An Attack on Religion and Counseling

Does the state have the right to prevent people from training for particular careers because the state disagrees with their religious beliefs? U.S. District Judge George Steeh has made just such a ruling. Eastern Michigan University expelled Julea Ward from its master’s program in school counseling because Ms. Ward refused to undergo a reeducation program to silence her beliefs and to keep her convictions in check when counseling.

The flashpoint was Ms. Ward’s refusal to counsel homosexuals about relationships because such behaviors are not consistent with her religious beliefs. The dismissal of Ms. Ward’s lawsuit could have a chilling effect on religious freedom. The threat goes far beyond the issue of homosexuality. If the government can determine that some beliefs make a person unfit for a profession, then anyone who has an unpopular belief can be denied the opportunity to practice his or her own profession. After all, if the government can determine that personal beliefs can make a person ineligible to train for a particular profession, what is there to stop the government from forcing people out of their existing profession? This ruling is a threat to everyone’s freedom, no matter what one believes about homosexuality.

Judge Steeh ruled that Eastern Michigan had “a rational basis” for requiring students to counsel all possible clients. I will leave the constitutional law questions for the legal scholars. My concern is for the counseling profession and clients.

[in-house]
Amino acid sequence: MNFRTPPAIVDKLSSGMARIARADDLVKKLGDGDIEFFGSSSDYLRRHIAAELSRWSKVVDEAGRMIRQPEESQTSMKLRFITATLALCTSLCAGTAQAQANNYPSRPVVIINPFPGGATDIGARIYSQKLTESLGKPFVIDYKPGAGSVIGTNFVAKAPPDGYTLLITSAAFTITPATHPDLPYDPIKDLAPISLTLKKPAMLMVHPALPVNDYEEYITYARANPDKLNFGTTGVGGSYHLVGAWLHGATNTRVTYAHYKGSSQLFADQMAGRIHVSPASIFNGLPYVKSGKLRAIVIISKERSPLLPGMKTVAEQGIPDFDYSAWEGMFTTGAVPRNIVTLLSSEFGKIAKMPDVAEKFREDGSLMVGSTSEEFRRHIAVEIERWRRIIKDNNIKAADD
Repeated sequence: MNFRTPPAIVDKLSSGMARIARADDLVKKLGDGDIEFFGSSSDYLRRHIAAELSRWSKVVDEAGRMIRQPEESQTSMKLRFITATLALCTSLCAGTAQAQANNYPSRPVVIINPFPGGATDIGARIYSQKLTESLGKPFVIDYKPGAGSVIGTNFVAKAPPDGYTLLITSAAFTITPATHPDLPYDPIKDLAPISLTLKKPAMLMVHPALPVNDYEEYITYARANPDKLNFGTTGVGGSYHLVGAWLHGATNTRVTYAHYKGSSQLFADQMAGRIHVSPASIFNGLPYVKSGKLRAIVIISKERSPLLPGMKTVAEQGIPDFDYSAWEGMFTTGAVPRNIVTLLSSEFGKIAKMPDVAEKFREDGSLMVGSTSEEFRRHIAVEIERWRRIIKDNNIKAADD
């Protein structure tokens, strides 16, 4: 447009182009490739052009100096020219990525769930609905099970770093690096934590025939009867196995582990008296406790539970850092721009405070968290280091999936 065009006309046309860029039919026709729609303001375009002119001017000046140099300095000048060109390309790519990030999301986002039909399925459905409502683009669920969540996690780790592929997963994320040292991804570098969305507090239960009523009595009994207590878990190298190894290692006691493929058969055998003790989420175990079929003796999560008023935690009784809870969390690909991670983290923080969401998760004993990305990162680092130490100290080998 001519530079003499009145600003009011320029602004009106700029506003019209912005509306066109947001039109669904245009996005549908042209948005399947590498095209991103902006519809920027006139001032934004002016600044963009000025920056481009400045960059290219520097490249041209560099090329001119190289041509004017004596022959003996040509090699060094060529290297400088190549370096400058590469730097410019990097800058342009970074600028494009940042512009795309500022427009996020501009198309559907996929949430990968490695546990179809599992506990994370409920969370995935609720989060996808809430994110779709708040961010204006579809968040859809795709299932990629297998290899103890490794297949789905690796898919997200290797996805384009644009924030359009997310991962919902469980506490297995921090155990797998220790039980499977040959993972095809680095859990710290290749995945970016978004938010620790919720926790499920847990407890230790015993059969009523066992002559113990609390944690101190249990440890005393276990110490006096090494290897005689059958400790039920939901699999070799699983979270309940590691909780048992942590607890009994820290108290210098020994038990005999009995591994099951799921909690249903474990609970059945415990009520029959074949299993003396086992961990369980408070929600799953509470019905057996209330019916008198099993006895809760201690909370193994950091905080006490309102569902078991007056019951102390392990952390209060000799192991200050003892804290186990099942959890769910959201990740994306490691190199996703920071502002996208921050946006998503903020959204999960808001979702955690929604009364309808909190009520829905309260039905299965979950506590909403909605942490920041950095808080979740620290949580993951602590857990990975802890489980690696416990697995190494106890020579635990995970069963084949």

While I am neither a clinical psychologist, nor a counselor, I do have some graduate training in clinical psychology. I am confident that Judge Steeh’s ruling not only harms religious freedom, it will harm counseling and ultimately harm those who seek counseling. Proponents of the decision are attacking a belief system they find particularly odious, but they are also attacking the freedom of counselors to best meet people’s needs.

The issue is whether a given counselor should counsel any and every client. Historically, the answer to this question has been that counselors should not counsel every possible client. We all have biases. Sometimes a personal bias, religious or otherwise, would prevent a counselor from providing the high quality, neutral service that fully respects the client and the client’s right to self-determination. For example, I once heard a person who does marital therapy say that he did not counsel couples when the husband was physically abusive. This therapist believed that his strong negative feelings about abusive husbands would prevent him from counseling such couples well. The ethical approach for counselors in these situations is to refer clients to a therapist who will better meet their needs. To demand that counselors always be neutral regardless of their biases and convictions is to demand superhuman abilities.